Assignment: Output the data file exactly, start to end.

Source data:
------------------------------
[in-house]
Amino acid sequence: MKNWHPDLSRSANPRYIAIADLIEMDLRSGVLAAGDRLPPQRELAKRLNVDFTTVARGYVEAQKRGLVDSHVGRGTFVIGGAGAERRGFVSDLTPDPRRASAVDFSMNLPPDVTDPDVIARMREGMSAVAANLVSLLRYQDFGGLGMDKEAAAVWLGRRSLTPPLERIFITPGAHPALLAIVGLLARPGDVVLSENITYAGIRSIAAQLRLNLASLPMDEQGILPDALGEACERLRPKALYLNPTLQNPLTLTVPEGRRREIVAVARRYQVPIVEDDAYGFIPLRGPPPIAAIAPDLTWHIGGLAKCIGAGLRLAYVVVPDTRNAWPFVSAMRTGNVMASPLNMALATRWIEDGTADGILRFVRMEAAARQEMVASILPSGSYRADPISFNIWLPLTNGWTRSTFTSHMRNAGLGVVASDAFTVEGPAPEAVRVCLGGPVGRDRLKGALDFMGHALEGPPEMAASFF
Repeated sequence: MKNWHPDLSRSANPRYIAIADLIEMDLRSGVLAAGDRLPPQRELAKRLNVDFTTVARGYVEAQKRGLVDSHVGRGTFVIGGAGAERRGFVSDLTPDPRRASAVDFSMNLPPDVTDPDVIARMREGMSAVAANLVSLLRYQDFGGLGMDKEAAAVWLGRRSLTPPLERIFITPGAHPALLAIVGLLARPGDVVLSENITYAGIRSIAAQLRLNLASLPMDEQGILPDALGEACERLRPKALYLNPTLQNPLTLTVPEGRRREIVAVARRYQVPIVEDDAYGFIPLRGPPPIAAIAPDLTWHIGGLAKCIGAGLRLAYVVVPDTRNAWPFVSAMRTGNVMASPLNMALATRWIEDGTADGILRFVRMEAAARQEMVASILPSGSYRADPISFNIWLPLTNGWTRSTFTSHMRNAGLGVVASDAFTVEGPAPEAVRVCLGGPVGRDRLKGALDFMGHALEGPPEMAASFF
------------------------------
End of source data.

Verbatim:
[in-house]
Amino acid sequence: MKNWHPDLSRSANPRYIAIADLIEMDLRSGVLAAGDRLPPQRELAKRLNVDFTTVARGYVEAQKRGLVDSHVGRGTFVIGGAGAERRGFVSDLTPDPRRASAVDFSMNLPPDVTDPDVIARMREGMSAVAANLVSLLRYQDFGGLGMDKEAAAVWLGRRSLTPPLERIFITPGAHPALLAIVGLLARPGDVVLSENITYAGIRSIAAQLRLNLASLPMDEQGILPDALGEACERLRPKALYLNPTLQNPLTLTVPEGRRREIVAVARRYQVPIVEDDAYGFIPLRGPPPIAAIAPDLTWHIGGLAKCIGAGLRLAYVVVPDTRNAWPFVSAMRTGNVMASPLNMALATRWIEDGTADGILRFVRMEAAARQEMVASILPSGSYRADPISFNIWLPLTNGWTRSTFTSHMRNAGLGVVASDAFTVEGPAPEAVRVCLGGPVGRDRLKGALDFMGHALEGPPEMAASFF
Repeated sequence: MKNWHPDLSRSANPRYIAIADLIEMDLRSGVLAAGDRLPPQRELAKRLNVDFTTVARGYVEAQKRGLVDSHVGRGTFVIGGAGAERRGFVSDLTPDPRRASAVDFSMNLPPDVTDPDVIARMREGMSAVAANLVSLLRYQDFGGLGMDKEAAAVWLGRRSLTPPLERIFITPGAHPALLAIVGLLARPGDVVLSENITYAGIRSIAAQLRLNLASLPMDEQGILPDALGEACERLRPKALYLNPTLQNPLTLTVPEGRRREIVAVARRYQVPIVEDDAYGFIPLRGPPPIAAIAPDLTWHIGGLAKCIGAGLRLAYVVVPDTRNAWPFVSAMRTGNVMASPLNMALATRWIEDGTADGILRFVRMEAAARQEMVASILPSGSYRADPISFNIWLPLTNGWTRSTFTSHMRNAGLGVVASDAFTVEGPAPEAVRVCLGGPVGRDRLKGALDFMGHALEGPPEMAASFF